The names of British prime ministers appear in what many would argue is notorious abundance throughout the pages of Irish history.
Though she was in infrequent visitor, Thatcher’s shadow looms large over Ireland, and in circumstances as starkly varied as the hunger strikes and the Anglo Irish agreement.
Gladstone, Lloyd George, Churchill are all names that slot easily into the Irish frame.
Harold Wilson sent British troops into the streets of Belfast and Derry. Ted Heath will not be forgotten for the reason alone that he was in office on Bloody Sunday.
John Major was often criticized for being a bit gray and lackluster but his name crops up repeatedly in the early peace process.
But Major would not ultimately lay claim to the grand prize of presiding over a workable and working devolved government at Stormont.
That triumph, no small one indeed, was to end up on Tony Blair’s resume.
No wonder then that, with his time as Britain’s leader coming to an end this week, President Bush has reportedly been on the phone suggesting that Blair might want to apply his keen mind and verbal acumen to the Middle East morass as a peace envoy.
Blair, as of today an ex-prime minister, has traveled extensively around the glove during his ten years at Britain’s helm.
It is worth noting in this regard that after securing his first general election victory, the first place he visited beyond the shores of Britain was Northern Ireland. The date was May 16, 1997 and the venue was the relatively sublime Royal Ulster Agricultural Show in Balmoral, on the south side of Belfast.
Outside Balmoral, not all that distant from the prize bulls and bails of hay, things were not going well. The peace process had hit a wall.
The IRA’s first ceasefire had ended but, by this stage of the on and off peace process, the republican leadership was looking firmly beyond the bomb and the bullet. But they would need help from the new man in Downing Street.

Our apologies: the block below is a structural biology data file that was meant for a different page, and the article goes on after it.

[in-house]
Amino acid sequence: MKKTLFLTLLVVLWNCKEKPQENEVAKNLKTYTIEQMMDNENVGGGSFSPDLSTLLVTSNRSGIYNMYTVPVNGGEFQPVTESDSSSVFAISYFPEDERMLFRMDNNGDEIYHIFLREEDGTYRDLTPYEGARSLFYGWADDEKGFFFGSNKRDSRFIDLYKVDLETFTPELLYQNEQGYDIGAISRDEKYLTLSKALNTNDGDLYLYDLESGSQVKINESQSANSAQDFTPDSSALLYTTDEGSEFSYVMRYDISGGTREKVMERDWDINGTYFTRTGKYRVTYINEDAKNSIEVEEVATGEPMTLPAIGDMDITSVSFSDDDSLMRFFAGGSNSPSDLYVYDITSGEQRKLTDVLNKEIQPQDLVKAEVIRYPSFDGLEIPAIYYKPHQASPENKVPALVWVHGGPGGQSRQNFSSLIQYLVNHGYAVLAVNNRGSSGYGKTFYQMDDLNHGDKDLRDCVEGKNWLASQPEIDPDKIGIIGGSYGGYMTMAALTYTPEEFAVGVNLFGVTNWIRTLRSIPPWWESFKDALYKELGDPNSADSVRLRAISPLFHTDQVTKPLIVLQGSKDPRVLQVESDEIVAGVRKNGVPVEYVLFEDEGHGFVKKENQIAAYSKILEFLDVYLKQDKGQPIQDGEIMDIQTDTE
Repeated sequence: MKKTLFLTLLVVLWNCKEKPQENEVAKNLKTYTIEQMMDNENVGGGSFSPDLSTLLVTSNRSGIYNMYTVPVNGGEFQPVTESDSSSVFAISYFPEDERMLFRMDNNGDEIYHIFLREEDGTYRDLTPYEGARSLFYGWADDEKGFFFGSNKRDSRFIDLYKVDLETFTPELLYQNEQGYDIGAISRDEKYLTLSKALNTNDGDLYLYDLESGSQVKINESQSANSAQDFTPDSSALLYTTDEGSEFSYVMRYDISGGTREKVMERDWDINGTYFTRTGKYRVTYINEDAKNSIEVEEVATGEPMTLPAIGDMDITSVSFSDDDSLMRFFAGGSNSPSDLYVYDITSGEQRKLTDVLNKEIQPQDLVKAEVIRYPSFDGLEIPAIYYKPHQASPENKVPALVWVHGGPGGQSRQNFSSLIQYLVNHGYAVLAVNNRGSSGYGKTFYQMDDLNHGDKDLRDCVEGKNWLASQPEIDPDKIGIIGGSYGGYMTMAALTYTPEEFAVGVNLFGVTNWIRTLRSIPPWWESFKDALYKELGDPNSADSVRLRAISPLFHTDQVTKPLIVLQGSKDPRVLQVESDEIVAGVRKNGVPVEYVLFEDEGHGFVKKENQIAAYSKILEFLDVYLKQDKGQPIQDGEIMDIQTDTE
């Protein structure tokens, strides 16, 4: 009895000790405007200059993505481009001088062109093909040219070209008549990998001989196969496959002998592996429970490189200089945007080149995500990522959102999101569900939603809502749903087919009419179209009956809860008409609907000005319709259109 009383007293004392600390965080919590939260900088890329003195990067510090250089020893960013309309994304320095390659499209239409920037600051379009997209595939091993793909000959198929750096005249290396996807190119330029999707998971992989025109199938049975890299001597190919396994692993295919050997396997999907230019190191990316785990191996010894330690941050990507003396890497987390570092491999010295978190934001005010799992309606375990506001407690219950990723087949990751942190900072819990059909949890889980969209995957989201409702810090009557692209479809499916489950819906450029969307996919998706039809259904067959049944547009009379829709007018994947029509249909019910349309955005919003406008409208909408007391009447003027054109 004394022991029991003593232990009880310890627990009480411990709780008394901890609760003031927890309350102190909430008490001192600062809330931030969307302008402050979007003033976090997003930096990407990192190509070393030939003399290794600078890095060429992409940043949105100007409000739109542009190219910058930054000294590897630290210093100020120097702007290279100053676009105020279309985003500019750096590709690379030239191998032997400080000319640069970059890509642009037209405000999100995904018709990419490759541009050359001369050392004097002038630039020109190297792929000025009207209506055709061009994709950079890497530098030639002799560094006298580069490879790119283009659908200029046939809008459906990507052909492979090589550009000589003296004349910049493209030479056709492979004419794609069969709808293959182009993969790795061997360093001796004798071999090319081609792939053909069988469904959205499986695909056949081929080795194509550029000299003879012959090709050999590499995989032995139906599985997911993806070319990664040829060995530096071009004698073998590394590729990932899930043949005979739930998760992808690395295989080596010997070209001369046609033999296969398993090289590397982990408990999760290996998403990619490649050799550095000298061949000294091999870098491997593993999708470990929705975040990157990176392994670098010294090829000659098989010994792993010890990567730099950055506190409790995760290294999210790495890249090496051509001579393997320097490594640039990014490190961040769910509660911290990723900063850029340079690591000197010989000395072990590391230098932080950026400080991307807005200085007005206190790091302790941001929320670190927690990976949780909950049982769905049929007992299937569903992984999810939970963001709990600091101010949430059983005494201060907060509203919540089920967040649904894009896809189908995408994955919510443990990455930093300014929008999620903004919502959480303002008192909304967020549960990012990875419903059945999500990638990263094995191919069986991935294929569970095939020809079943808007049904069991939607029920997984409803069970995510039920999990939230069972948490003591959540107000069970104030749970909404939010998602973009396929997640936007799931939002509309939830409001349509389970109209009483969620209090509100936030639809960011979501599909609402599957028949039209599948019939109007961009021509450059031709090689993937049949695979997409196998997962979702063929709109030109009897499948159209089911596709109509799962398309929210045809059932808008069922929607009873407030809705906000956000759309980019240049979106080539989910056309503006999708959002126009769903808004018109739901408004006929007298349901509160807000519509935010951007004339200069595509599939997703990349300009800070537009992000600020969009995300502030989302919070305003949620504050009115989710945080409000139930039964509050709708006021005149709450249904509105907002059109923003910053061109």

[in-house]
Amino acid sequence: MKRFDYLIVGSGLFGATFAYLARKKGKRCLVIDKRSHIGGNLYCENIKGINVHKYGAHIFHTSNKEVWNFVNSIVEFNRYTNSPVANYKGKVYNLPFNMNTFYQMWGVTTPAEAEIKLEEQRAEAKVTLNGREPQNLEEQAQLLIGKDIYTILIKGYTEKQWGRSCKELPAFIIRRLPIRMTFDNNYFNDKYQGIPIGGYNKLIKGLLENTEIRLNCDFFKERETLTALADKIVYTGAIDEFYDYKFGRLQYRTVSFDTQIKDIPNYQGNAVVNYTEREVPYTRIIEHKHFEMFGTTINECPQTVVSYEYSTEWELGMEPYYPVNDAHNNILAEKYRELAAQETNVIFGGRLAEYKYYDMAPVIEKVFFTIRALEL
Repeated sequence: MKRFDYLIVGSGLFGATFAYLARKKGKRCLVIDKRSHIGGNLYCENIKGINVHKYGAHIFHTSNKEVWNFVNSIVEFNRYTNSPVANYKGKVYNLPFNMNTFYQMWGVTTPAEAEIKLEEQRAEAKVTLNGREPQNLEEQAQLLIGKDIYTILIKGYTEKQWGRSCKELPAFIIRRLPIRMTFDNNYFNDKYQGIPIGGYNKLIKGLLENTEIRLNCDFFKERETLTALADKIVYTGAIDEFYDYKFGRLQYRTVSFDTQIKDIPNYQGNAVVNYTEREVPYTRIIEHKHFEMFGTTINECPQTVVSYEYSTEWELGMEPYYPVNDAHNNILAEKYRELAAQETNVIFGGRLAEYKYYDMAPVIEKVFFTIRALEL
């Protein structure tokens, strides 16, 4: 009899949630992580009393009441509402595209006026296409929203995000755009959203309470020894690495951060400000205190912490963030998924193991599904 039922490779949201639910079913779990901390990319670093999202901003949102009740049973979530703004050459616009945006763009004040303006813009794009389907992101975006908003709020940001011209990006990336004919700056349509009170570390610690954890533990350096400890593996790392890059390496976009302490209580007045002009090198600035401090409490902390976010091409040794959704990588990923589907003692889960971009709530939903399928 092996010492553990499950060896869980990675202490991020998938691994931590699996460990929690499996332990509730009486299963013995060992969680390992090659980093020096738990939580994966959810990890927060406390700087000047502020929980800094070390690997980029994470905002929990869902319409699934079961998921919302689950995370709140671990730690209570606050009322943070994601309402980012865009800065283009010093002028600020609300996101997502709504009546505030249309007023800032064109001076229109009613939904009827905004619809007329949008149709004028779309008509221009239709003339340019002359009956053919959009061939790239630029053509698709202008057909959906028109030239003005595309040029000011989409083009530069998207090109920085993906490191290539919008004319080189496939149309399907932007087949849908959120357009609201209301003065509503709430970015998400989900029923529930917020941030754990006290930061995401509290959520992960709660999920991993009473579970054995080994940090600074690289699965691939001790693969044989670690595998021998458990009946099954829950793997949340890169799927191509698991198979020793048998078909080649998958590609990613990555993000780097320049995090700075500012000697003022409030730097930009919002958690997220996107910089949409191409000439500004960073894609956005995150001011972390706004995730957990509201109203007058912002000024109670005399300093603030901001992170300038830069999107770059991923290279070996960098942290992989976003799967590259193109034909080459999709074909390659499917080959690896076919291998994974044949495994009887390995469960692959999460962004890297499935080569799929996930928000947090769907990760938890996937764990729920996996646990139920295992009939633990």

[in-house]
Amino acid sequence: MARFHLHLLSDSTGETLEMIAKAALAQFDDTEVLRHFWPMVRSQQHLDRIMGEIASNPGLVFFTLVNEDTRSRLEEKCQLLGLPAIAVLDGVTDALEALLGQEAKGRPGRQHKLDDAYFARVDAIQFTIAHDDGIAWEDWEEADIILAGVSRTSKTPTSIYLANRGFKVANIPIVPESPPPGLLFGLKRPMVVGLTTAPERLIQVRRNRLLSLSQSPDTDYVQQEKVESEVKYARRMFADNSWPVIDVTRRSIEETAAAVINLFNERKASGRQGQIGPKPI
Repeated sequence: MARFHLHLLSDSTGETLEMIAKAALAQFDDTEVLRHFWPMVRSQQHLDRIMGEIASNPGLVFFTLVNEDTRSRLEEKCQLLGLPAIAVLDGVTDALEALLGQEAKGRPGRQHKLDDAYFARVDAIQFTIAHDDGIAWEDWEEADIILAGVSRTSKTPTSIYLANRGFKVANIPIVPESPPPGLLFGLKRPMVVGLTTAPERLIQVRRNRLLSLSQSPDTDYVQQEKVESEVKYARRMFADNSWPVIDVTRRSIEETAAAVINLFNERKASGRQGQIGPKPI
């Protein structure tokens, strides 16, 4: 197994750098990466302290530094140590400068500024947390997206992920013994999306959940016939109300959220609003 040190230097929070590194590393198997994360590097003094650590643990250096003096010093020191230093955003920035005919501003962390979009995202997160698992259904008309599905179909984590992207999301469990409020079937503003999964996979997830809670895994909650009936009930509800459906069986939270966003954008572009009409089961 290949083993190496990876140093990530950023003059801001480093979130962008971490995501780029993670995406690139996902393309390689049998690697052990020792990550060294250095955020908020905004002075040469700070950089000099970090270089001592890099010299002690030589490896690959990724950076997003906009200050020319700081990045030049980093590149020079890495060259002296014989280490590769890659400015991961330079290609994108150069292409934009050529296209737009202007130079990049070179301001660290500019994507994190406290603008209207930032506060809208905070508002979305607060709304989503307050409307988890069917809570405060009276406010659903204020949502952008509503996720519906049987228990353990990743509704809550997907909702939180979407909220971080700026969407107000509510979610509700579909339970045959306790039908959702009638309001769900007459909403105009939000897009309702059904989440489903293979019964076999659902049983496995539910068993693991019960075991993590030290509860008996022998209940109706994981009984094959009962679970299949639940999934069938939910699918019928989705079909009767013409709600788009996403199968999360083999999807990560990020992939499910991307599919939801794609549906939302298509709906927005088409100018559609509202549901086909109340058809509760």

Blair was the first of his party to win a general election since 1974 but despite years of unpopular Conservative Party rule, this did not necessarily mean that republicans would embrace Blair and his party with unqualified enthusiasm.
As it turned out, Tony Blair had a knack for generating enough of it himself to entice a positive response. He was also prepared to take risks.
From the start, Blair had to convince the IRA to return to its former ceasefire. The second was to do keep unionism close even as he offered an olive branch to republicans.
He succeeded by promising that Sinn Fein would be made part of an inclusive talks process if IRA violence was brought to an end. He kept the Unionists from bolting by declaring that he cherished the Union between Britain and Northern Ireland, assuring his Balmoral audience that no one of their generation would live to see a United Ireland.
An Irish government official summed up the Balmoral speech thus: “There a bit in it for everyone,” he said.
And, as it turned out, there was also just enough in it for everyone.
Within a few weeks, the IRA declared another cease-fire, and not long after that Sinn Fein was deep in talks. Critically, the unionists did not bolt.